What an unusual start to the week! A Bank Holiday coinciding with good weather after a scorching weekend. Thank goodness the two fields that had been ripped had not been seeded.
A short and largely uneventful week took place as the team having been to the Feastival coped on their return with both tiredness and the inevitable adrenaline dump, and then the catching up on all that had had been left undone. Fortunately, Tim and Theo were unaffected, and Tim spent most of the four days on the tractor while Theo split his time between with Tim, checking the stock, looking after the vegetable gardens and starting to take down a further stretch of fence.
The sheep are doing an excellent job grazing down one of the fields to be reseeded. Next week however will be far less peaceful for them. They will be driven into the barn and put through the race for, in the case of the ewes, condition scoring, and in the case of the lambs for weighing and hopefully their first and only drench of the year against worms. Leaving the race all will go through a foot bath since some are showing signs of lameness. The drench we use as approved by both Demeter and the Soil Association is Zolvix.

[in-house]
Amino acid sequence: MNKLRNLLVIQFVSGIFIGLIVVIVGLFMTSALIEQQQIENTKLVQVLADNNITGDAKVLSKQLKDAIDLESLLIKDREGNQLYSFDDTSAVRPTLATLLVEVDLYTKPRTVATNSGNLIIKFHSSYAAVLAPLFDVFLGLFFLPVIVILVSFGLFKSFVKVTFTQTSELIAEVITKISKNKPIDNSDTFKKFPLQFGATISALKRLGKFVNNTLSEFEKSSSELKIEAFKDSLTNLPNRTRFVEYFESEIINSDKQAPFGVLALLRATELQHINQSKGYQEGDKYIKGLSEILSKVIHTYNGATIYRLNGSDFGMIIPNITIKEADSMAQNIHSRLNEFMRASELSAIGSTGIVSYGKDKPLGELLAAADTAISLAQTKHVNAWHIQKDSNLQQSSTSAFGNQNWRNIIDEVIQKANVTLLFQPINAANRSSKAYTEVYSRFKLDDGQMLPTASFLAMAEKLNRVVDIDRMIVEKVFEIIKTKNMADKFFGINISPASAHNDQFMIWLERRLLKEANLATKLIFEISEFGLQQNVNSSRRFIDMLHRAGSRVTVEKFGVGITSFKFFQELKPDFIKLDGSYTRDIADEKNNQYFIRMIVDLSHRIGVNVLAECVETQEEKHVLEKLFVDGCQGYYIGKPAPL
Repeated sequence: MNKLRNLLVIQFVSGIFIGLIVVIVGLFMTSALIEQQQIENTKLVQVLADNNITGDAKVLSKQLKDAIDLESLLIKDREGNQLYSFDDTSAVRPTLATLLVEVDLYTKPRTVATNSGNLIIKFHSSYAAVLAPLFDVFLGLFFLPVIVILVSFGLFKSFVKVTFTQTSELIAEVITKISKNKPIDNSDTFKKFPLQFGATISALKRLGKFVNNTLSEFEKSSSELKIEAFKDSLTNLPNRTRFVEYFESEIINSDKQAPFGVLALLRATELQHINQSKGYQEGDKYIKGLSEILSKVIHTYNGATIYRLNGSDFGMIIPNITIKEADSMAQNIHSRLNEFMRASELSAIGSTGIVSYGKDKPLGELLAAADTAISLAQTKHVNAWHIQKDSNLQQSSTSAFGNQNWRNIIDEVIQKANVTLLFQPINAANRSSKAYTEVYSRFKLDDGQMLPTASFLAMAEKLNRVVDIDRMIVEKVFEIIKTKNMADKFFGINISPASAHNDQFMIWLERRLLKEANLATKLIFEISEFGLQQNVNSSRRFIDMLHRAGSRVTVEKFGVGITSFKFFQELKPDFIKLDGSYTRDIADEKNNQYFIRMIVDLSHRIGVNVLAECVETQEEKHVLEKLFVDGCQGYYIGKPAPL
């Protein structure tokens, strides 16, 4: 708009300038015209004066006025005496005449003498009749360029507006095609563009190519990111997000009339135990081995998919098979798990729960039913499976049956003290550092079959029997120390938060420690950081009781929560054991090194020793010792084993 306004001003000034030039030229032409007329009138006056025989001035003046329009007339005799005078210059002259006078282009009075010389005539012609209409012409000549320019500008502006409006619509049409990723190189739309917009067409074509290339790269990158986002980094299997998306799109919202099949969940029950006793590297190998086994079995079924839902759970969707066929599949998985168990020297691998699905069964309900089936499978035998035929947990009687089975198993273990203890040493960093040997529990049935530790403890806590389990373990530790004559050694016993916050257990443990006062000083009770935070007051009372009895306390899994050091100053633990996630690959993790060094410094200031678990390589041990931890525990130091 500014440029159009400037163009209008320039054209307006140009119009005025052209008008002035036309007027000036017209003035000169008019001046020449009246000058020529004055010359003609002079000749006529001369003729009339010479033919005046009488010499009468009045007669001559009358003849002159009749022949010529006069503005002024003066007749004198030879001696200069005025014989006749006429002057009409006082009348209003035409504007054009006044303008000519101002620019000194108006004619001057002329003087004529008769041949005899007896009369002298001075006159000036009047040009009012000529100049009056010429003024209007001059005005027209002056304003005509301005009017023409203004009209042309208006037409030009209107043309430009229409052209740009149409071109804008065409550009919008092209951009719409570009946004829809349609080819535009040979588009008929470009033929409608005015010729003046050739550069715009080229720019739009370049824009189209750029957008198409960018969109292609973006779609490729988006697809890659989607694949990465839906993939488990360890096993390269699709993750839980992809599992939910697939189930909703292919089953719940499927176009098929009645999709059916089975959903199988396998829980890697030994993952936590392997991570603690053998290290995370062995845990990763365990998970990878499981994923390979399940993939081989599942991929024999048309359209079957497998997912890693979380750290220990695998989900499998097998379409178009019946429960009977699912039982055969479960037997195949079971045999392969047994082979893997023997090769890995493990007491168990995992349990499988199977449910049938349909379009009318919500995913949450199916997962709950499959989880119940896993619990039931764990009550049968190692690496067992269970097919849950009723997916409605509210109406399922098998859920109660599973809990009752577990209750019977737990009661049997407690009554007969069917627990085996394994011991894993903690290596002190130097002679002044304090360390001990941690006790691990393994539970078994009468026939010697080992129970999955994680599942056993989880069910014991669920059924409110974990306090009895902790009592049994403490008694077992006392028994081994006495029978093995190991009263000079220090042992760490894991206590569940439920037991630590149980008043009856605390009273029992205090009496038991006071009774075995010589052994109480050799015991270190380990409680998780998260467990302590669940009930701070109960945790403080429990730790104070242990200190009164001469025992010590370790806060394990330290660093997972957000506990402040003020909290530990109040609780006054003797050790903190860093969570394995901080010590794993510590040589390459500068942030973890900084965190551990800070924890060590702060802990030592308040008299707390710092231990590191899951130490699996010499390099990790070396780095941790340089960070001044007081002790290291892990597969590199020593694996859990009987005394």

The five rams have been spoilt by having a seven-acre field all to themselves. They now need to be moved to graze down the two small fields close to the house. They still have another nearly three months to go before action is required of them when they need to be in good condition.
The eye infection which had been troubling the young cattle is now possibly now over. The field they are in alongside the brook is reasonably windswept which must help. The sucker herd continue to graze down the field by the drive which is one of those due for a light reseeding. A couple of the animals are a little lame so we are attempting to get a date for when the hoof trimmer will come and make walking easier for them. This of course will require that the cattle are brought into the barn.
Looking at the calves over the last few days led us into a discussion as to whether any needed to be moved out before the bull began to take an interest. The conclusion was that there was no need for urgency but there was agreement that a number of the cows with older calves might well be pregnant. As for the young stock there are probably four or five which are ready to be sold so the market is being explored.